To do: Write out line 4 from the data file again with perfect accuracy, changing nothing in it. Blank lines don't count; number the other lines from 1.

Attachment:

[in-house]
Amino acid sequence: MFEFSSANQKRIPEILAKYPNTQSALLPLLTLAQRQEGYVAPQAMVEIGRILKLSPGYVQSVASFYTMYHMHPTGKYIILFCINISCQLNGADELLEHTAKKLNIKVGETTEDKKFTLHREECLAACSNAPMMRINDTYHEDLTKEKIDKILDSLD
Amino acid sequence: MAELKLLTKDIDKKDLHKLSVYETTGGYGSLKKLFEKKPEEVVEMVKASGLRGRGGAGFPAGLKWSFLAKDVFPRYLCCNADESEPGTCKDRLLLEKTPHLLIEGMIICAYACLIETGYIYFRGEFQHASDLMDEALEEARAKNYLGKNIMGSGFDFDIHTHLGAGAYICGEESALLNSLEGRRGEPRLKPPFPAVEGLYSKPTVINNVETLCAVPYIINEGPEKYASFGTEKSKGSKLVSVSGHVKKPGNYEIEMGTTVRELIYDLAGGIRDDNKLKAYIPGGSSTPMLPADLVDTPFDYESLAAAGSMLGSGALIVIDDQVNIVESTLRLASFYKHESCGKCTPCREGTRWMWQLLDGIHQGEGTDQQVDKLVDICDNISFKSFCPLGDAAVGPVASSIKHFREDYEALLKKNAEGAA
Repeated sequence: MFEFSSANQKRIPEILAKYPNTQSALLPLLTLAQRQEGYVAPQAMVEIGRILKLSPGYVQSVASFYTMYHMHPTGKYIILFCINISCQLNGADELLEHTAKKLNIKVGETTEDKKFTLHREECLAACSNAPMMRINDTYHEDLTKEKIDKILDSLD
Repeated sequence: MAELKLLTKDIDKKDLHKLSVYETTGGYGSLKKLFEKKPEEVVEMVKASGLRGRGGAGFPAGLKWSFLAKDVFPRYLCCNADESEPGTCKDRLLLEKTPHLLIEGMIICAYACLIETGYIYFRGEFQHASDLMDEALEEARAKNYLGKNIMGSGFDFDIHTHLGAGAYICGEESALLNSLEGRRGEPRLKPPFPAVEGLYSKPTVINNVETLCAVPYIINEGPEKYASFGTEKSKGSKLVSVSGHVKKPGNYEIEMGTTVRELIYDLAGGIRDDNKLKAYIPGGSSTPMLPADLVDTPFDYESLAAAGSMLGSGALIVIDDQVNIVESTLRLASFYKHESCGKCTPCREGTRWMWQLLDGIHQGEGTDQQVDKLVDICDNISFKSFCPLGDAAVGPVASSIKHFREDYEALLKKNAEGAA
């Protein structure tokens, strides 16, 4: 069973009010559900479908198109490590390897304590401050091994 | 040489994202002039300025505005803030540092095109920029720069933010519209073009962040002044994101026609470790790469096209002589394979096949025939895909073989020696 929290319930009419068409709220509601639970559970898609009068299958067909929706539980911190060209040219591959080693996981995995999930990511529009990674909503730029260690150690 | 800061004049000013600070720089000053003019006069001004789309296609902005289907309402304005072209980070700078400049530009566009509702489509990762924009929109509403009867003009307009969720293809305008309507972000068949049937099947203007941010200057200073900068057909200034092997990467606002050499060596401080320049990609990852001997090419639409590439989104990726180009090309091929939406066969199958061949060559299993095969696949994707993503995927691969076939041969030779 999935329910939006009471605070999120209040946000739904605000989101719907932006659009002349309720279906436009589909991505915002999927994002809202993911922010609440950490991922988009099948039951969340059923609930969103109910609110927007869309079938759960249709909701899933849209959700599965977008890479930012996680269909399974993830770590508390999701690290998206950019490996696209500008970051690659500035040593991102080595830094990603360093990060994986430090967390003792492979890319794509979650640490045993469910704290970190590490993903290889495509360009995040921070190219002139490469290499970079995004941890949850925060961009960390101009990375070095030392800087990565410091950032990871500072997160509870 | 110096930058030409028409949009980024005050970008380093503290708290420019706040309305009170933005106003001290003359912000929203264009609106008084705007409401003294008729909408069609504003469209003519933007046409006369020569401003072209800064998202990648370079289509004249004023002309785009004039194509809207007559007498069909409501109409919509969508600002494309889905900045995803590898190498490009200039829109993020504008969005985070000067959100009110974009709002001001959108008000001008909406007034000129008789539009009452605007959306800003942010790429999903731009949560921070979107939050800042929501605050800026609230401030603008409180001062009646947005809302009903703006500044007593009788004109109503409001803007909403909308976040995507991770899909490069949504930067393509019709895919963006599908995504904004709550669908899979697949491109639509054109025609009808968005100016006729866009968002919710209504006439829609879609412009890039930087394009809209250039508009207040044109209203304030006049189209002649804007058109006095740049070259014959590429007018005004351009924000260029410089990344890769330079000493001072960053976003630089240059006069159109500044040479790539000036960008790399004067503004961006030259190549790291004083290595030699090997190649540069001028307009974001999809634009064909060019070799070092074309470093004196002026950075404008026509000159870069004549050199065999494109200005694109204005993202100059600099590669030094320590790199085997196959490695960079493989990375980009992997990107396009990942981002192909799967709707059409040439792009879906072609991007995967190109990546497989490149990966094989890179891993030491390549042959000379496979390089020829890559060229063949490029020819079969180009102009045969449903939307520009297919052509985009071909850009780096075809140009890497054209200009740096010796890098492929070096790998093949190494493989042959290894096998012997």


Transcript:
Repeated sequence: MFEFSSANQKRIPEILAKYPNTQSALLPLLTLAQRQEGYVAPQAMVEIGRILKLSPGYVQSVASFYTMYHMHPTGKYIILFCINISCQLNGADELLEHTAKKLNIKVGETTEDKKFTLHREECLAACSNAPMMRINDTYHEDLTKEKIDKILDSLD